Paulina Wright Davis

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Paulina Wright Davis
Paulina Kellogg

(1813-08-07)August 7, 1813
DiedAugust 24, 1876(1876-08-24) (aged 63)
  • Francis Wright
    (m. 1833; died 1845)
  • (m. 1849)
Children2 (adopted)

Paulina Wright Davis (née Kellogg; August 7, 1813 – August 24, 1876) was an American abolitionist, suffragist, and educator. She was one of the founders of the New England Woman Suffrage Association.

Early life[edit]

Davis was born in Bloomfield, New York to Captain Ebenezer Kellogg and Polly (née Saxton) Kellogg. The family moved to the frontier near Niagara Falls in 1817. Both her parents died, and she went to live with her aunt in 1820 in Le Roy, New York. She joined the Presbyterian church, although she found it hostile to outspoken women. She wanted to become a missionary, but the church did not allow single women to become missionaries.[1]

Later life[edit]

Davis married Francis Wright in 1833, who was a merchant from a prosperous family from Utica, New York.[2] They had similar values and both resigned from their church to protest its pro-slavery stance, and they served on the executive committee of the Central New York Anti-Slavery Society. In 1835, Davis and her husband organized an anti-slavery convention in Utica. They also supported women's rights reforms, associating with Susan B. Anthony,[3] Elizabeth Cady Stanton, and Ernestine Rose. During this period, Davis studied women's health. Francis Wright died in 1845, and the couple had no children.[4]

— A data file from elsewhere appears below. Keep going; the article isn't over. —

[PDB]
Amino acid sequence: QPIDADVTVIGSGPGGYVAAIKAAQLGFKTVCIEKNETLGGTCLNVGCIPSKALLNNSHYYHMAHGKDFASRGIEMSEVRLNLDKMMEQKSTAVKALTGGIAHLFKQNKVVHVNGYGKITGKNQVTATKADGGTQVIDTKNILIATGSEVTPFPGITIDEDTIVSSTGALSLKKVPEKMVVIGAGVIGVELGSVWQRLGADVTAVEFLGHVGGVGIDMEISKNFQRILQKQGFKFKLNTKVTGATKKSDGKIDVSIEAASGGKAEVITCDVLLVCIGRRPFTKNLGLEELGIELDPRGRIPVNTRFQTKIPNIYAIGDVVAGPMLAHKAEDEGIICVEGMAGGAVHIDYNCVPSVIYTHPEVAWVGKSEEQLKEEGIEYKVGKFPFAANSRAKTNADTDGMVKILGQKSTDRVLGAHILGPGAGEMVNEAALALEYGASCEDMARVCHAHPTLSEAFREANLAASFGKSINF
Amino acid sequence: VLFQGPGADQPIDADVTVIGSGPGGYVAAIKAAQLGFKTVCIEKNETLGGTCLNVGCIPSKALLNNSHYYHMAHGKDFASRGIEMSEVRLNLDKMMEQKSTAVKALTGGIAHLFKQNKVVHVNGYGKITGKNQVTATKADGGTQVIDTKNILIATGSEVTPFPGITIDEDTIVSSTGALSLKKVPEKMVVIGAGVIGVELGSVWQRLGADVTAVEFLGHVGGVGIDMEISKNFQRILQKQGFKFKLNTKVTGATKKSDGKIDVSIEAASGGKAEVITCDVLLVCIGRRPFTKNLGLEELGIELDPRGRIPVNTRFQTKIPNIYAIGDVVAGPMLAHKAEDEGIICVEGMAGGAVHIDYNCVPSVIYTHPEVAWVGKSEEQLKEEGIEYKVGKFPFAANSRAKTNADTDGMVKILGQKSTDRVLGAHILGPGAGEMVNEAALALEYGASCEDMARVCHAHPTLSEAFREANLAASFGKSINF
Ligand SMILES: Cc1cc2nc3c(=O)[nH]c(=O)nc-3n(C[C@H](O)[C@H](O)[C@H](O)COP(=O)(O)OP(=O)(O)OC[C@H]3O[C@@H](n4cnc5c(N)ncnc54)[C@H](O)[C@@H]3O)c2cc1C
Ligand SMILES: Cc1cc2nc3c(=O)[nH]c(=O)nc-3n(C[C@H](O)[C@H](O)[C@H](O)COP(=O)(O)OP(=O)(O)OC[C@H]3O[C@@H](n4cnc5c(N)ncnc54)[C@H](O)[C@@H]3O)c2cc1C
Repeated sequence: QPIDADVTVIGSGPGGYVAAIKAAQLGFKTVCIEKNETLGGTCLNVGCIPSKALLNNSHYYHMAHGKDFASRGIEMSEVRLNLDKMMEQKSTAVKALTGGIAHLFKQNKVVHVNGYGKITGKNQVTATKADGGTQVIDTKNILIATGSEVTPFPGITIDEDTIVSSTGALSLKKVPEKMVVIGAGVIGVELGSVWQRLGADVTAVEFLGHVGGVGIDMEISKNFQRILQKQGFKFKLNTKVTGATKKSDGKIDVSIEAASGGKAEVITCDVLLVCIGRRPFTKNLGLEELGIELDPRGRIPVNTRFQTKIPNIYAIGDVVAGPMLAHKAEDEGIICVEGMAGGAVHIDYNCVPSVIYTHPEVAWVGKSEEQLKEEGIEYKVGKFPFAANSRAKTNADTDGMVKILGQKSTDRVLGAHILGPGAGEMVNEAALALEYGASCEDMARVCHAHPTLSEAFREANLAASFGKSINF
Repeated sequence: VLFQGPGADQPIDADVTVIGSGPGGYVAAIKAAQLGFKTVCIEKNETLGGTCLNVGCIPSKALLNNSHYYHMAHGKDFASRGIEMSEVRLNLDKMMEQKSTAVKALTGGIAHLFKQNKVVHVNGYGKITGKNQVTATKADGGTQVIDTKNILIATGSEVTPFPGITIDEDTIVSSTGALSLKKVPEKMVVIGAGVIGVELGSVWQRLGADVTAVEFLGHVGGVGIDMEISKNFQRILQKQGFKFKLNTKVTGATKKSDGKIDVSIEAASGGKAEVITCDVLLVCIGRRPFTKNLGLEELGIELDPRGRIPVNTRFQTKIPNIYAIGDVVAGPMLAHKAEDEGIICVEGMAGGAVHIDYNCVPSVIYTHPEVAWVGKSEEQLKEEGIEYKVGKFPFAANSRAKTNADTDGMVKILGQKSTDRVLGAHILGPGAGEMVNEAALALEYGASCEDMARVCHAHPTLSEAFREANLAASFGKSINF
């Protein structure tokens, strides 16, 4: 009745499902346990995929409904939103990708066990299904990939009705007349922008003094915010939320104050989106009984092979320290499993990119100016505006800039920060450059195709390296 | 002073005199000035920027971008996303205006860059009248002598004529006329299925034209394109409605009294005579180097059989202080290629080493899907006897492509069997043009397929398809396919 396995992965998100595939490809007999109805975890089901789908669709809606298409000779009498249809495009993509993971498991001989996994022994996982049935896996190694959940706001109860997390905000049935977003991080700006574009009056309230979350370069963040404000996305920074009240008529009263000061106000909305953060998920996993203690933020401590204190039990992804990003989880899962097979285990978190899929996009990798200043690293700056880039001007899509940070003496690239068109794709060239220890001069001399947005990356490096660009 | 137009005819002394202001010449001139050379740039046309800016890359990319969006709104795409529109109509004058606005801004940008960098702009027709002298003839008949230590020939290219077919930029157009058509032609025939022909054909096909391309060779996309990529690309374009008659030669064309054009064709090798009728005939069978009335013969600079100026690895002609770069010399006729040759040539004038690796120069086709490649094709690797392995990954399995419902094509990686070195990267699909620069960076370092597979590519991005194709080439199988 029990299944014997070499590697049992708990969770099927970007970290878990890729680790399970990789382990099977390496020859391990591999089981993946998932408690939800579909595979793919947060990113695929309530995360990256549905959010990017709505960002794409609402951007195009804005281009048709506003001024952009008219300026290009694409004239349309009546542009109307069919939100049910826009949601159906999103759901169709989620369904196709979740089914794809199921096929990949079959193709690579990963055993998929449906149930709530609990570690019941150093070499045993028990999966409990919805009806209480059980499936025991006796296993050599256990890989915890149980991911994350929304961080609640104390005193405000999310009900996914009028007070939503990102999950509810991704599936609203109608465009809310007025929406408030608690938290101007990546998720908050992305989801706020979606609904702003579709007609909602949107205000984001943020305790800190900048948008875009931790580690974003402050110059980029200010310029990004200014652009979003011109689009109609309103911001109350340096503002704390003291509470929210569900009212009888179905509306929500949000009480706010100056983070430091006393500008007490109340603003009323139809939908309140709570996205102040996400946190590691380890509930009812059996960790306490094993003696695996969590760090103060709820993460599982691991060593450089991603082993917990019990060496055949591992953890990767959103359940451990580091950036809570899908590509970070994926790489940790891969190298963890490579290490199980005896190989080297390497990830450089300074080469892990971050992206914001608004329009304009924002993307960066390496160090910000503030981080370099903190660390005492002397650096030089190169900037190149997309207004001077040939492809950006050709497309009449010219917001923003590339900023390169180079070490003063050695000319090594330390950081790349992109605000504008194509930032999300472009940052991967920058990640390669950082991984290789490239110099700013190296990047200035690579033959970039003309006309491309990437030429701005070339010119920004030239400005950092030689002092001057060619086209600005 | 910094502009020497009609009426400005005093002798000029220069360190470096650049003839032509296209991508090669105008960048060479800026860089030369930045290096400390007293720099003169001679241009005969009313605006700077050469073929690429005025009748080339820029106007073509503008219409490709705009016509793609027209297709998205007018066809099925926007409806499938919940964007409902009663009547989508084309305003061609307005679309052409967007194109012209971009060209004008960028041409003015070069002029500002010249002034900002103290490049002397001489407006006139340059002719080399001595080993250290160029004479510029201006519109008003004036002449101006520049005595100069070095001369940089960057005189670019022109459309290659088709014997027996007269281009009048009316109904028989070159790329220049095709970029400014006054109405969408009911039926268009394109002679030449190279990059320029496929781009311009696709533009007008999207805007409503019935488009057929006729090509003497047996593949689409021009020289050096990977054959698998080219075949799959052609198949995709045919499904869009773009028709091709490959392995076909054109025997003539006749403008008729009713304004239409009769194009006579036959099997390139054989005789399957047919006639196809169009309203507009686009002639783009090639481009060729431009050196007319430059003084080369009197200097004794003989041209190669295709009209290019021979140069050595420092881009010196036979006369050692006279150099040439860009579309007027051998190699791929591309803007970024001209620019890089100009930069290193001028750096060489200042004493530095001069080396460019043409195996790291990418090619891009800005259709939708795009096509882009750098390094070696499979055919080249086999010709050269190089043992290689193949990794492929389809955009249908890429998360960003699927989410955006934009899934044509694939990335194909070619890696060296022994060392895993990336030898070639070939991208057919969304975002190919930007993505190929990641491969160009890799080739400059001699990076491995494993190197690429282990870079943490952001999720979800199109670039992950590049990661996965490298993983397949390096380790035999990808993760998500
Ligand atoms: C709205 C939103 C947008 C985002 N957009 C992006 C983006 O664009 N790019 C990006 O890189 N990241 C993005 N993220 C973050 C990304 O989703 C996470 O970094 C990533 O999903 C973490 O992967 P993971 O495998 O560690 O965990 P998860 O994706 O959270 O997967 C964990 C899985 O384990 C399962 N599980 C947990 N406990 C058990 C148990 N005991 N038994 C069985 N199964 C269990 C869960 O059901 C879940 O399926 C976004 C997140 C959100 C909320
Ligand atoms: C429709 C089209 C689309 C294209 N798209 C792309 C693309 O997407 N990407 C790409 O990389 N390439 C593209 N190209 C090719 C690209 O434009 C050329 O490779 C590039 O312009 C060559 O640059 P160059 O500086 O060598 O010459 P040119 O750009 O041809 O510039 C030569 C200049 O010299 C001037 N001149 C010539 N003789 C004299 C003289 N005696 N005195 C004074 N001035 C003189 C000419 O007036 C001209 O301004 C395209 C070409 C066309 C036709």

Davis moved to New York to study medicine following her husband's death. In 1846, she gave lectures on anatomy and physiology to women only.[5] She imported a medical mannequin and toured the eastern United States teaching women and urging them to become physicians. In 1849, she married Thomas Davis, a Democrat from Providence, Rhode Island, and they adopted two daughters.[6][7]

In 1850, Davis started to focus her energies on women's rights. She stopped lecturing and helped to arrange the first National Women's Rights Convention in Worcester, Massachusetts, at which she presided and delivered the opening address[8][9] In her speech, she argued that women were not being afforded the constitutional protections of equal protection and due process, and that they were treated as a "disabled caste" by the government.[10] She was president of the National Woman's Rights Central Committee from 1850 to 1858. In 1853, she began editing the women's newspaper The Una,[11] handing over the responsibility to Caroline Healey Dall in 1855.[1]

Davis was one of the founders of the New England Woman Suffrage Association in 1868. When the group splintered, she and Susan B. Anthony became involved in the National Woman Suffrage Association.[5] In 1870, she arranged the twentieth anniversary of the Women's Suffrage Movement meeting and published The History of the National Woman's Rights Movement.[12]

Death and honors[edit]

Davis died on August 24, 1876, in Providence, Rhode Island, seventeen days after her 63rd birthday, and was eulogized by Elizabeth Cady Stanton.[1]